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A Hard Call

When we examined her, we found that Ms. Hyatt’s vision was stable with 3+ swelling, erythema and chemosis of the right eye. A B-scan showed posterior scleral thickening of 1.5 mm. We also observed black specks on her hard palate and along her tongue. A CT scan revealed preseptal cellulitis.

Ms. Hyatt was admitted and started on IV antibiotics. We consulted our otolaryngology colleagues, but they were unable to find a source of infection. We also consulted our infectious disease service, but the infectious workup was negative. Ms. Hyatt’s swelling, erythema and chemosis improved after three days, but her severe pain remained.

At this time—and after a long discussion—we made the decision to enucleate Ms. Hyatt’s right eye for the twin purposes of alleviating her pain and pinning down a diagnosis. Although Ms. Hyatt tolerated the procedure well, a definitive diagnosis was not forthcoming, as the pathology report was negative for an underlying infectious or neoplastic condition. The antibiotics were stopped, and Ms. Hyatt was discharged.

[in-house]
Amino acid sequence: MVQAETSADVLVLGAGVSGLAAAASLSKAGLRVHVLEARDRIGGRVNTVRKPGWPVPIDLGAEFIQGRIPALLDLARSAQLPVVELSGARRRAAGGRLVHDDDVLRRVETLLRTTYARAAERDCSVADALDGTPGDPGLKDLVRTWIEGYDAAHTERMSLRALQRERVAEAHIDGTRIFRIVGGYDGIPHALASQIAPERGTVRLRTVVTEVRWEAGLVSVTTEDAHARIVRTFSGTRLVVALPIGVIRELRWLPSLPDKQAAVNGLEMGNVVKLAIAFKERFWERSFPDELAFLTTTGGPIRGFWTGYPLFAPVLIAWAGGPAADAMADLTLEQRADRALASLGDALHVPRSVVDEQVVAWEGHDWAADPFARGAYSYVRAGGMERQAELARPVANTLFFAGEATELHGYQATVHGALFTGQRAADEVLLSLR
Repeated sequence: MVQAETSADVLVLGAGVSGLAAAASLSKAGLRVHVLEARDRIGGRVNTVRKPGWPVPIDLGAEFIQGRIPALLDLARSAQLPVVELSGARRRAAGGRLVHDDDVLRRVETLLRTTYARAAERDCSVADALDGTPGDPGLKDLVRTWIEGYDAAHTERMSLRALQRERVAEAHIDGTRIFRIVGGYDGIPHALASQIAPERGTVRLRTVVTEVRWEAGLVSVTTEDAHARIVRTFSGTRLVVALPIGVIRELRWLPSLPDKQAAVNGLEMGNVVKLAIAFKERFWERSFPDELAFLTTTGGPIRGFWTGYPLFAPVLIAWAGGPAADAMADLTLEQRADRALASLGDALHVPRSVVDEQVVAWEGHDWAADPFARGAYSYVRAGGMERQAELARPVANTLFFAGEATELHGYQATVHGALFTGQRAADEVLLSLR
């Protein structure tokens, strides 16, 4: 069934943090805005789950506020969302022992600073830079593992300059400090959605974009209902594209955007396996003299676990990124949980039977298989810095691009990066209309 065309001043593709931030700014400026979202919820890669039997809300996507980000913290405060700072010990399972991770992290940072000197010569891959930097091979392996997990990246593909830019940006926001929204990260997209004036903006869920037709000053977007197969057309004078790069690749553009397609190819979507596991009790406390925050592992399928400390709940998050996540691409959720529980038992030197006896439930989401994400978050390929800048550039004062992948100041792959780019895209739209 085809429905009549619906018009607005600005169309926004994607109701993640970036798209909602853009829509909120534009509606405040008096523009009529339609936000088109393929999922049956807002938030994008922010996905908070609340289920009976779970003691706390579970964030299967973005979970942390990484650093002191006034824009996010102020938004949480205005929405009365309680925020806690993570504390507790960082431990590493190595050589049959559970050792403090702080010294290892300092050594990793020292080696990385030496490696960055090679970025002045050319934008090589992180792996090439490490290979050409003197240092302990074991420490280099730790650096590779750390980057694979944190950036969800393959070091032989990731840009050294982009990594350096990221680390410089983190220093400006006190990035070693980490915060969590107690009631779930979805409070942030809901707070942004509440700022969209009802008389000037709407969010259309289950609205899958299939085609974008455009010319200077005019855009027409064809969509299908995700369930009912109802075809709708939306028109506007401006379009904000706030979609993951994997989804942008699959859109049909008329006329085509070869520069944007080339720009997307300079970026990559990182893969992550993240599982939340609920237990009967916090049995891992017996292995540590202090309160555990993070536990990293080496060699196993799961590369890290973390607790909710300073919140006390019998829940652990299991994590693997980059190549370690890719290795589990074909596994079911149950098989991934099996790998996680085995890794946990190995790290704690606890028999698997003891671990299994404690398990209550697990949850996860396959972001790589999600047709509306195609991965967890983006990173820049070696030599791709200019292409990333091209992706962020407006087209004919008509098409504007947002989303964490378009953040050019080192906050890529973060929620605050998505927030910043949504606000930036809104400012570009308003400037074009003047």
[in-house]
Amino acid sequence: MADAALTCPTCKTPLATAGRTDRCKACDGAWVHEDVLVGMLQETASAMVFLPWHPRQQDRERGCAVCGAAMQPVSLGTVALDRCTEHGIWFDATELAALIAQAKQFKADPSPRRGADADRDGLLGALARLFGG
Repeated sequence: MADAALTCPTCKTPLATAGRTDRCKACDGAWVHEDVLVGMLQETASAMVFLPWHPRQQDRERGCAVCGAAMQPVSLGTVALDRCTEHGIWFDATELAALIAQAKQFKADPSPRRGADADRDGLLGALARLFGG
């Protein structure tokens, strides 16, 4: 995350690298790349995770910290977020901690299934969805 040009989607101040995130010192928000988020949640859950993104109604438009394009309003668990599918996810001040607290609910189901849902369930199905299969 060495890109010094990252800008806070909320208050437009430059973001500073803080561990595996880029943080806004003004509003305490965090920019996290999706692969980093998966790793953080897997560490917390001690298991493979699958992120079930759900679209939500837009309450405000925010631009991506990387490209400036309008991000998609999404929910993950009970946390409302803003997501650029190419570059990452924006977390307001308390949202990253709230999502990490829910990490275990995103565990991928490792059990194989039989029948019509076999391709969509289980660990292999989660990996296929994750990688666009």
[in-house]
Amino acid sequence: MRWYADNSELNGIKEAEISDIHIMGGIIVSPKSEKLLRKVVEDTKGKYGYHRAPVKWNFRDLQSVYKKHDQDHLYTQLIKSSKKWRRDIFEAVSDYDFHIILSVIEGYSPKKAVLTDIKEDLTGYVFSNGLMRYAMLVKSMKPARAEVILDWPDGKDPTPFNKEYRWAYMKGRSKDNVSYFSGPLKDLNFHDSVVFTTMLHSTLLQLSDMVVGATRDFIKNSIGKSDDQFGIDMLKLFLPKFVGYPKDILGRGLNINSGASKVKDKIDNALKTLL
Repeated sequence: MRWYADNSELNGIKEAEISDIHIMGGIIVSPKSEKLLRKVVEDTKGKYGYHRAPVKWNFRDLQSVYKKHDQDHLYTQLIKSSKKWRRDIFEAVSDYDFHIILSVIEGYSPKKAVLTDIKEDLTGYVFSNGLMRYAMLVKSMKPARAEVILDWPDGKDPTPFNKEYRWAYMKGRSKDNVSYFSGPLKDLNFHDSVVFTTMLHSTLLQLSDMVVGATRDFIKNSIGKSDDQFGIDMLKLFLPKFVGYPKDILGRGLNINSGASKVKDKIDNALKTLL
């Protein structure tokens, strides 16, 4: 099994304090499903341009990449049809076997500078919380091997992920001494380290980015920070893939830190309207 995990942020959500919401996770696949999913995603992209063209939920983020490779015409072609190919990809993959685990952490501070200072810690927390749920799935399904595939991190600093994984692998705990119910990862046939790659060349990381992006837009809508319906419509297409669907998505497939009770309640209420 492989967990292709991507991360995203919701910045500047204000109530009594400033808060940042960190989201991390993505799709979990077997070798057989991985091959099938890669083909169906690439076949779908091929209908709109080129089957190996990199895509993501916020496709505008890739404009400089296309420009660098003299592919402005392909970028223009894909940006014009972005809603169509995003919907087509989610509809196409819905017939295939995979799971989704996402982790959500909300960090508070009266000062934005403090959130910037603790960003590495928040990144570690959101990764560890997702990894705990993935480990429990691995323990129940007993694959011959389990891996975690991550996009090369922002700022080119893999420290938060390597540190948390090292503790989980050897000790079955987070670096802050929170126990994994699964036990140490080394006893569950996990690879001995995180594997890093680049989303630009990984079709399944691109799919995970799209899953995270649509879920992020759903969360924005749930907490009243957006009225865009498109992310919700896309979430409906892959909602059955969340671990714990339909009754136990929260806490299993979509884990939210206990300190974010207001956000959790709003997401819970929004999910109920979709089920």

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Unremitting Pain

One week after the enucleation, Ms. Hyatt returned to our clinic. While she was waiting to be examined, Ms. Hyatt cried out that she had just rubbed her left eye and that doing so caused intense, immediate pain and decreased vision.

When we examined her, we noted a hyphema as well as vitreous extending to the area previously noted as a linear scar. She was taken immediately to surgery and a full-thickness corneal laceration was repaired (Fig. 1).